Quote Originally Posted by MINDsprinter
    I agree with this 100%. A total participation rate is not necessary for things to be successful. I think we are already seeing a trickle-down of web 2.0-type ideas to bigger, more established websites. Major newspapers are experimenting with blogs, user comments, and forums, etc...
    Absolutely and some established sites are having great success with the integration of web 2.0 "social" features, where success is measured in increased page views, increased sign-ups, and increased "sticky-ness". One I'm personally familiar with is USA Today:

    http://www.pronetadvertising.com/art...usa-today.html
    Merchants, any data you provide to Google Shopping should also be in your affiliate network datafeed. More data means more sales!

  18. #18
    ABW Ambassador Snib's Avatar
    Join Date
    January 18th, 2005
    Location
    Virginia
    Posts
    5,303
    Quote Originally Posted by isellstuff
    Absolutely and some established sites are having great success with the integration of web 2.0 "social" features, where success is measured in increased page views, increased sign-ups, and increased "sticky-ness". One I'm personally familiar with is USA Today:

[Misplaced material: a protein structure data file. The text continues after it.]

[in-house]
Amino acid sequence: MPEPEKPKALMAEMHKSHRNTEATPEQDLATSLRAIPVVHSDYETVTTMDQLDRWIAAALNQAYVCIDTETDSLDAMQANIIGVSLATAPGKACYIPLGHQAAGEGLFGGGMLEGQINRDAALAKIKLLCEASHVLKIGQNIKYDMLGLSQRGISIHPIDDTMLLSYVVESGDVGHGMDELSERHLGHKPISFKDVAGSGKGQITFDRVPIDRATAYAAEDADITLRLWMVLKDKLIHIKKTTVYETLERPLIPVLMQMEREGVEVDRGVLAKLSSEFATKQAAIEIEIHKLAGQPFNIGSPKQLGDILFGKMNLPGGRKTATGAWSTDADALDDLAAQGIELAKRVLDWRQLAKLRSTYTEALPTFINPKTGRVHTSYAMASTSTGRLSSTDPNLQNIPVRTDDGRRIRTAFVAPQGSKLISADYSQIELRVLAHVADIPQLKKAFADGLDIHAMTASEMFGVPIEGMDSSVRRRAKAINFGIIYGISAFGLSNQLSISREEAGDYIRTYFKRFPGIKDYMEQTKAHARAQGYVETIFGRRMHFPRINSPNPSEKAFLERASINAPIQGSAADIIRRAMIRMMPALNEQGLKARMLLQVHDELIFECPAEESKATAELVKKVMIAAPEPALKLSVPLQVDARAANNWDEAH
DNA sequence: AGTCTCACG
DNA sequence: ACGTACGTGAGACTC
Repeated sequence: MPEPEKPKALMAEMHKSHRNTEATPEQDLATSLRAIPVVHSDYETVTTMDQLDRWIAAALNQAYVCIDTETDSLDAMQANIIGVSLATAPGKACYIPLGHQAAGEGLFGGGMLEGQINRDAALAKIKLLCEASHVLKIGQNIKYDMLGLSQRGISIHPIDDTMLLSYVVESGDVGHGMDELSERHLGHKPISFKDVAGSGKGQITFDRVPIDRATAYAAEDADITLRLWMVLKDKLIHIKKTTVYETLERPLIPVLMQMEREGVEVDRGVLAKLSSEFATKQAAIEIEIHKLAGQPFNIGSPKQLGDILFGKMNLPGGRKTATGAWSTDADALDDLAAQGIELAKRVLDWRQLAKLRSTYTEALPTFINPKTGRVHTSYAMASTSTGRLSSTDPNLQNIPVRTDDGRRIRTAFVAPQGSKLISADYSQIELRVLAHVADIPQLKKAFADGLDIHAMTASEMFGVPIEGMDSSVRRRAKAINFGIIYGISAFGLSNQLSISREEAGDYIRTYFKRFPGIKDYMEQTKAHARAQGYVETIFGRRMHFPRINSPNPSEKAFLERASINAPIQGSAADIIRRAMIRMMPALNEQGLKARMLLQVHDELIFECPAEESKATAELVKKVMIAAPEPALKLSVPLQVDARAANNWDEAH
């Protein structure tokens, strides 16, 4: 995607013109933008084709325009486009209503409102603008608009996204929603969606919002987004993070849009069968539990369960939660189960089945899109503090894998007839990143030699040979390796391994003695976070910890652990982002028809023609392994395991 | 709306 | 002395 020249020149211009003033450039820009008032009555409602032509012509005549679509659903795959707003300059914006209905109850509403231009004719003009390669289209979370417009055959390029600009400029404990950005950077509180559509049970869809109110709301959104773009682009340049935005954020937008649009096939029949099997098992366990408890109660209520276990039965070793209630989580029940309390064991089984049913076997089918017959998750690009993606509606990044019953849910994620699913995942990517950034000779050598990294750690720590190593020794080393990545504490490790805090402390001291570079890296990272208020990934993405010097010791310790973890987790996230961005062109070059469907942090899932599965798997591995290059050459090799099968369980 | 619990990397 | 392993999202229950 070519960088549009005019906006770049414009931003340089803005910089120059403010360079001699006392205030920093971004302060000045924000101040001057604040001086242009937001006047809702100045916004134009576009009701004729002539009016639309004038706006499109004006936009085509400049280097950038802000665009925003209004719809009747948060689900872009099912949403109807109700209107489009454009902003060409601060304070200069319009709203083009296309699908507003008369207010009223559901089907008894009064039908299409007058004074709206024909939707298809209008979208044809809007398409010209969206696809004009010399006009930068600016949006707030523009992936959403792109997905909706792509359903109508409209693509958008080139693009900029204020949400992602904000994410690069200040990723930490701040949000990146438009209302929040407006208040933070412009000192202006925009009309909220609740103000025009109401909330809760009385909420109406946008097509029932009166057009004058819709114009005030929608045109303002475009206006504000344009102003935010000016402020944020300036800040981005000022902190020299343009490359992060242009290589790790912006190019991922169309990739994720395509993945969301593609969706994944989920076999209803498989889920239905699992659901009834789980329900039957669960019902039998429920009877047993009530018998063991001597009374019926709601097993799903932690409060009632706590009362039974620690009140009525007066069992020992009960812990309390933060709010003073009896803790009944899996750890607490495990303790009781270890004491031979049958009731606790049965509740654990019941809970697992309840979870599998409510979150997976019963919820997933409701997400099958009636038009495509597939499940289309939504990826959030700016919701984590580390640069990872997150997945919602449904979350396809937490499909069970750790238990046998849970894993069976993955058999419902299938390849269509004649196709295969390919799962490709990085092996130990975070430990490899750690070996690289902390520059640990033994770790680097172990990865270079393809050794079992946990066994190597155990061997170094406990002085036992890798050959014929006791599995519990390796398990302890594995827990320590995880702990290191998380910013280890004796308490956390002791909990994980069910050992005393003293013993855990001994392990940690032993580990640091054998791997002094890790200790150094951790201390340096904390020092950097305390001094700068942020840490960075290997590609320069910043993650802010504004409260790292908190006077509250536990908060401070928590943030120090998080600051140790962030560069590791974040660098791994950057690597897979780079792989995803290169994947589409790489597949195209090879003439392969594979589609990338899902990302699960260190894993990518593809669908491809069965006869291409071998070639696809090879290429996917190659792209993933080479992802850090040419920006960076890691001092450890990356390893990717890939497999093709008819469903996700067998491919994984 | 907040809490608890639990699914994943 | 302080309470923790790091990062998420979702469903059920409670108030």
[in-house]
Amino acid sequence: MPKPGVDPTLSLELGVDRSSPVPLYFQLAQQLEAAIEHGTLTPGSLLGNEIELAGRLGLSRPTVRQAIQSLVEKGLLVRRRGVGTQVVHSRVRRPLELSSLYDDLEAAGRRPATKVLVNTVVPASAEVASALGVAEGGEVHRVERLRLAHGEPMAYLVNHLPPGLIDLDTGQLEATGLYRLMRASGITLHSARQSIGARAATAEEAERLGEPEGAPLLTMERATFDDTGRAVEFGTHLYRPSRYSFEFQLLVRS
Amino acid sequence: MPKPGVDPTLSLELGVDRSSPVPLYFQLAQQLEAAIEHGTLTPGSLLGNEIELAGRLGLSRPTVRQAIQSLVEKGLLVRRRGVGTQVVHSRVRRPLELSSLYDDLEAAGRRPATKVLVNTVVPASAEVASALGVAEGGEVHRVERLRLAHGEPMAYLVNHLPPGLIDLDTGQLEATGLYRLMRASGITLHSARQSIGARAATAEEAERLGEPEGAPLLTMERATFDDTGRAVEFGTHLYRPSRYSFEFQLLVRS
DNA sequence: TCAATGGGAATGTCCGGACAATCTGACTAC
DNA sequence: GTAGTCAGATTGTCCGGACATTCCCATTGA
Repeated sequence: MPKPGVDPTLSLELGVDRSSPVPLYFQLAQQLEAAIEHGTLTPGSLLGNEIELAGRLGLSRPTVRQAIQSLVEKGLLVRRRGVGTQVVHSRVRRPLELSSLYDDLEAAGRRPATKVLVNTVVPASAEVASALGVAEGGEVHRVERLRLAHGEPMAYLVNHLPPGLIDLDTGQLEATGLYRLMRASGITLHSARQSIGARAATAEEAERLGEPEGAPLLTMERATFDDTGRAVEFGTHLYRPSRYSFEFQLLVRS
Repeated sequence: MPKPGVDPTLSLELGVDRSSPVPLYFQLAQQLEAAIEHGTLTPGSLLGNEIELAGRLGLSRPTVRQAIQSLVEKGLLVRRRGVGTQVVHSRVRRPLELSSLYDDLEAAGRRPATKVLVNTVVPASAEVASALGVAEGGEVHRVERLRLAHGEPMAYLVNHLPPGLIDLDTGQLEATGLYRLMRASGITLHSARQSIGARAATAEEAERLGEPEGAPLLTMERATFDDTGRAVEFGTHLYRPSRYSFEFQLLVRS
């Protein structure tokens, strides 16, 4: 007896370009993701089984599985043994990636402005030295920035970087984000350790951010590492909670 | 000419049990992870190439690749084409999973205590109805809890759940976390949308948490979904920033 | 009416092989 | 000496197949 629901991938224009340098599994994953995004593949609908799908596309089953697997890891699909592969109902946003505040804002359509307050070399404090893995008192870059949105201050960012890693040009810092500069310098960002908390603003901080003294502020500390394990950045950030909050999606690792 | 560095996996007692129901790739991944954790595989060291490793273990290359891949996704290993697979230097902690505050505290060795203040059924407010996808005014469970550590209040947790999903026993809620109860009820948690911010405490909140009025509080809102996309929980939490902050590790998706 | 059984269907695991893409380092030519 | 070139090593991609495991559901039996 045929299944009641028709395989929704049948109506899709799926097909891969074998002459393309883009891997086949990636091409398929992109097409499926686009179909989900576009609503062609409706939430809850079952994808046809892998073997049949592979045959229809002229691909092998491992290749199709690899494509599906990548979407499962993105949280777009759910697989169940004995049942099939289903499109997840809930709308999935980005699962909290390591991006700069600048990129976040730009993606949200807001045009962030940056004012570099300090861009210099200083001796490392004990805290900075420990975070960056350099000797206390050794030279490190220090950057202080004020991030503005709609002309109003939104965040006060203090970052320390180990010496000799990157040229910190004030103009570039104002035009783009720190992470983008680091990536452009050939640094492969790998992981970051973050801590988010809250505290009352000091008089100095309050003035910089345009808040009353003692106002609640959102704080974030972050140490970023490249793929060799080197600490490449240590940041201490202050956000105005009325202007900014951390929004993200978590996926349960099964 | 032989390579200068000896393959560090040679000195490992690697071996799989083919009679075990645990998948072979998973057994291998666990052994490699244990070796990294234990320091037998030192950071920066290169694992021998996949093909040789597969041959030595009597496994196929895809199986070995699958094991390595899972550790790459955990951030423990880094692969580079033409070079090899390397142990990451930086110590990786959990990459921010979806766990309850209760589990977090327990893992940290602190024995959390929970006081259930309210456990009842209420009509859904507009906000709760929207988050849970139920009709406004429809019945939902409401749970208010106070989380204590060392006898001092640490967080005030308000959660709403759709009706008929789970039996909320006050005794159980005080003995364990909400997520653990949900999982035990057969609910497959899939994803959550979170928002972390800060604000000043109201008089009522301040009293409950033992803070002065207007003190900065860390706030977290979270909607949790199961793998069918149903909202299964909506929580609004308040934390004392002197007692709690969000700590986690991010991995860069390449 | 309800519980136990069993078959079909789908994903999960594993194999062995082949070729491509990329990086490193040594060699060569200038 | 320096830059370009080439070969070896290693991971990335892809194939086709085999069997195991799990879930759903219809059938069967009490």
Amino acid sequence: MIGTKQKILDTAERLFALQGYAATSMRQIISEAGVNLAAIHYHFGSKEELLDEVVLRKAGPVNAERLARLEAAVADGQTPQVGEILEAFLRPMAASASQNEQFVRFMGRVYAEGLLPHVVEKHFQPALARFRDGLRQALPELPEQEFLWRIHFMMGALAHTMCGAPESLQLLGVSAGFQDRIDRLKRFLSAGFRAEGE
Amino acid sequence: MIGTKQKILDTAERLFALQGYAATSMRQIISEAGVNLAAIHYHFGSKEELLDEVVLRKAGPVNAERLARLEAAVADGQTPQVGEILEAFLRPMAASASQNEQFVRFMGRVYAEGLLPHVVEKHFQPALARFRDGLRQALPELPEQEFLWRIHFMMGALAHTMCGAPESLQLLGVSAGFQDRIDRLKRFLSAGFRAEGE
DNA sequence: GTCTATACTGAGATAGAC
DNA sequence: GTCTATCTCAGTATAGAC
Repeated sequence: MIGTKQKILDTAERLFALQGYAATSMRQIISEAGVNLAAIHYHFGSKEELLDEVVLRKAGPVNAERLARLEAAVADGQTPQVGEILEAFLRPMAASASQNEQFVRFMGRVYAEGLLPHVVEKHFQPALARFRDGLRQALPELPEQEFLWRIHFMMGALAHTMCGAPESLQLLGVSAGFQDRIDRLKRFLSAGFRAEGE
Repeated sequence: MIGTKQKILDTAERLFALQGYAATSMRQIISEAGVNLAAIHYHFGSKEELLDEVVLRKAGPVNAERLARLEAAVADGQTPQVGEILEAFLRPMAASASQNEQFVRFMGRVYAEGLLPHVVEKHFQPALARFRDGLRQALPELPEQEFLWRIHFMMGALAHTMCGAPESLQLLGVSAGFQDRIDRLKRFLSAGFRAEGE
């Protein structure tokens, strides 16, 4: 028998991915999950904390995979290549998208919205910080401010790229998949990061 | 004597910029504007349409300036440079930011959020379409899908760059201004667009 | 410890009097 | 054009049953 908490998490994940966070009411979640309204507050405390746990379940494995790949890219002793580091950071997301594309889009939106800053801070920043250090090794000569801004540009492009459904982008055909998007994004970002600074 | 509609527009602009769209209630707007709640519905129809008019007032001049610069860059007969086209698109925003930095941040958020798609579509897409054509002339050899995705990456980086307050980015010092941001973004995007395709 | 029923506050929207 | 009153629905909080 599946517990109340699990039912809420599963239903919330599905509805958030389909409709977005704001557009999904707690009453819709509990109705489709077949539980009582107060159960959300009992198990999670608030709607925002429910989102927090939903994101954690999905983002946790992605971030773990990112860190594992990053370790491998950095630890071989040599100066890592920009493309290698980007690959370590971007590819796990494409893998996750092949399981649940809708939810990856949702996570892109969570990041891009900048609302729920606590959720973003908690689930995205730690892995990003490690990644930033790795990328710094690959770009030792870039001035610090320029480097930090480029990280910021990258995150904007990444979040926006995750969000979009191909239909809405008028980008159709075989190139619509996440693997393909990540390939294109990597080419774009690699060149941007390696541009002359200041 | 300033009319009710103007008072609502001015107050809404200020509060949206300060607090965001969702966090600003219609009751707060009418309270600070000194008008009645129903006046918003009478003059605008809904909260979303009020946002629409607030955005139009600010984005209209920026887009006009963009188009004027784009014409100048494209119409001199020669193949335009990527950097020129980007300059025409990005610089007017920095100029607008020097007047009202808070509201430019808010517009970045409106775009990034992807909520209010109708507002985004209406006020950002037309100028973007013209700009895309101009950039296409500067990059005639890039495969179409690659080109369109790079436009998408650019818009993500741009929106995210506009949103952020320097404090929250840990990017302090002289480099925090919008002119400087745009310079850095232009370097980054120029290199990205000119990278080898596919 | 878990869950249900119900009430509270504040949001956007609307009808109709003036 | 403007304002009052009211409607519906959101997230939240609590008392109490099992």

http://www.pronetadvertising.com/art...usa-today.html
    Great example isell. The successful 1.0 sites are having have huge success implementing 2.0 features. I think we're getting to the point that successful sites from a few years ago are experiencing a fallout by not implementing more social features. The bar has been raised.

    - Scott
    Hatred stirs up strife, But love covers all transgressions.

  19. Newsletter Signup

+ Reply to Thread

Similar Threads

  1. Which Web Hosting is Best for Small Businesses?
    By priyamathi in forum Marketing Resources & Power Tools
    Replies: 3
    Last Post: July 22nd, 2015, 01:49 AM
  2. Replies: 0
    Last Post: August 31st, 2012, 11:35 AM
  3. Small businesses doubled web presence in two years, survey finds
    By jc101 in forum Newbie Affiliate FAQs & Helpful Articles
    Replies: 0
    Last Post: June 15th, 2004, 05:38 PM
  4. It's a small web afterall
    By Heyder in forum Midnight Cafe'
    Replies: 7
    Last Post: August 11th, 2003, 03:27 PM

Posting Permissions

  • You may not post new threads
  • You may not post replies
  • You may not post attachments
  • You may not edit your posts
  •